The Instigator
Daktoria
Con (against)
Tied
0 Points
The Contender
wolfman4711
Pro (for)
Tied
0 Points

Abortion Is a Violation of Burden of Proof

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Voting Style: Open Point System: 7 Point
Started: 3/16/2013 Category: Politics
Updated: 4 years ago Status: Post Voting Period
Viewed: 1,097 times Debate No: 31274
Debate Rounds (3)
Comments (3)
Votes (0)

 

Daktoria

Con

The argument here is that abortion does not respect how burden of proof is on the affirmative. Preborns do not consent to exist, so they are negative by default. Those who affirm them must prove preborns' state of mind. Otherwise, they are making a brutal assertion in potentially judging someone without consent, forcing personhood to assume the risk of being violated.

Unfortunately, "state of mind" cannot be physically determined. It ignores the fact-value dichotomy, is-ought problem, and naturalistic fallacy. For example, in neuroscience, we induce, rather than deduce, what brainwave patterns coincide with certain attitudes or thoughts. This is done by measuring people who admit to having certain attitudes or thoughts, and then averaging the results throughout a sample.

The problem is this discounts the value of outliers, and assumes that everyone being sampled has an equal attitude or thought in the first place.

Similarly, neuroscientists don't know what to anticipate when evaluating when a preborn becomes cognitive. Typically, they refer to when a brain is formed during a preborn's embryonic period. The problem is we don't know whether or not a "brain" must exist for cognition to function. In fact, if we really want to get technical, even the formation of neural tissue is a "blur" as much as in the rest of biology. The definition of when cells form tissues depends on inducing cohesion from arbitrating how close is close enough for cells to come together to reflect what we identify as a "brain".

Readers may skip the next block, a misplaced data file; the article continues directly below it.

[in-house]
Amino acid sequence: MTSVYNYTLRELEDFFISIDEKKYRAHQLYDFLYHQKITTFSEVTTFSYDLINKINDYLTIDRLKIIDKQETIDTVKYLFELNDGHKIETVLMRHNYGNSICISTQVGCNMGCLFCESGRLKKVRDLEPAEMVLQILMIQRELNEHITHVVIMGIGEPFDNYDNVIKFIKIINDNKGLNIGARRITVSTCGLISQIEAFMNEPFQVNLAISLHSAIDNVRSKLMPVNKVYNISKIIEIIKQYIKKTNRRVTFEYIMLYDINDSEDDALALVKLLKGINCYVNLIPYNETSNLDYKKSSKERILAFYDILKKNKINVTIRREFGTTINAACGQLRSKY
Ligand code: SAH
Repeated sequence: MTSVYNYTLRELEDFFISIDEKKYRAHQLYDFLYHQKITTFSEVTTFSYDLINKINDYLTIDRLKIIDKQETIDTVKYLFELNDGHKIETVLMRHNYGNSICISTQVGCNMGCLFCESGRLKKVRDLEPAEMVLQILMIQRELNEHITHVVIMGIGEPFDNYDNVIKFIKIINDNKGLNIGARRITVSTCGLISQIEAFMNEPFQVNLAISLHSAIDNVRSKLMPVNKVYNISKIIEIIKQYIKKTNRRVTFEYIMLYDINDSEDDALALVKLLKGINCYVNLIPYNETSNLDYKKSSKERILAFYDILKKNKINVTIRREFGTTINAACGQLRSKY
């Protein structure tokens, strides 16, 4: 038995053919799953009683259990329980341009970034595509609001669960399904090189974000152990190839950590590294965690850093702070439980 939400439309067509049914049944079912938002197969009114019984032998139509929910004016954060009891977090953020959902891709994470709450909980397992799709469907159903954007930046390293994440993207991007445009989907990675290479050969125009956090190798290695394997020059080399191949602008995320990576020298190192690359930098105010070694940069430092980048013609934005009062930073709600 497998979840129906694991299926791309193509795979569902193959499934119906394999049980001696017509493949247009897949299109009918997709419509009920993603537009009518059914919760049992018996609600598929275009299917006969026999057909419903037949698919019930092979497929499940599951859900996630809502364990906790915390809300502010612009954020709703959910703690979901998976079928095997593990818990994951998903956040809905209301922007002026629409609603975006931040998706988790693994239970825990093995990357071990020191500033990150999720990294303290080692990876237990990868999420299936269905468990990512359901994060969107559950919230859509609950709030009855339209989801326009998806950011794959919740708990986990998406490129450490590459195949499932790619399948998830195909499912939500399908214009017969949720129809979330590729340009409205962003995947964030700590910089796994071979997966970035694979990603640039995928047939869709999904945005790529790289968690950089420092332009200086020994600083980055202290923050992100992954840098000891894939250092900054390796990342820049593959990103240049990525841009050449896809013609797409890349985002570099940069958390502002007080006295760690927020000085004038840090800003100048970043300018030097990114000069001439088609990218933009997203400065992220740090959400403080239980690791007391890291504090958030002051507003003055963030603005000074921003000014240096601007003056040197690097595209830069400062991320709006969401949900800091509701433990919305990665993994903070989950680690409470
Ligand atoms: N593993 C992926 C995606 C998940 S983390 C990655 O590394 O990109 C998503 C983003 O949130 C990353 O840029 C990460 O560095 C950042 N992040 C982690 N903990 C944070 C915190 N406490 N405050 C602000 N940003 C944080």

This inductive cohesion is where burden of proof is shifted onto the negative. We are demanding that personhood proves itself to us rather than recognizing how personhood is innocent before proven guilty. If personhood exists, it is not obligated to satisfy the judgment of those it didn't consent to assemble with.
wolfman4711

Pro

Well I think I may have misinterpret the debate because title makes little sense and so does my opponents argument so I will have to concede.
Debate Round No. 1
Daktoria

Con

The argument, very simply put, is preborns don't consent to exist. Therefore, they shouldn't have to prove their consciousness. If they are conscious, they're entitled to exercise that conscious at their will.
wolfman4711

Pro

Vote con! Unless you are to lazy to put a vote in!
Debate Round No. 2
Daktoria

Con

Are you mocking preborns in saying they're too lazy to satisfy their makers?
wolfman4711

Pro

No, no I am not...
Debate Round No. 3
3 comments have been posted on this debate. Showing 1 through 3 records.
Posted by wolfman4711 4 years ago
wolfman4711
and yes to lazy to put a vote in!
Posted by wolfman4711 4 years ago
wolfman4711
I would like to ask, I am debating that the un-born do exist and are alive? Correct? Because your argument is very confusing?
Posted by bladerunner060 4 years ago
bladerunner060
What is your actual motion?

The title makes little sense, then you're listed as Con, and your R1 rambles a bit about the subject but seems to be against abortion, which would seem to make you Pro the resolution.
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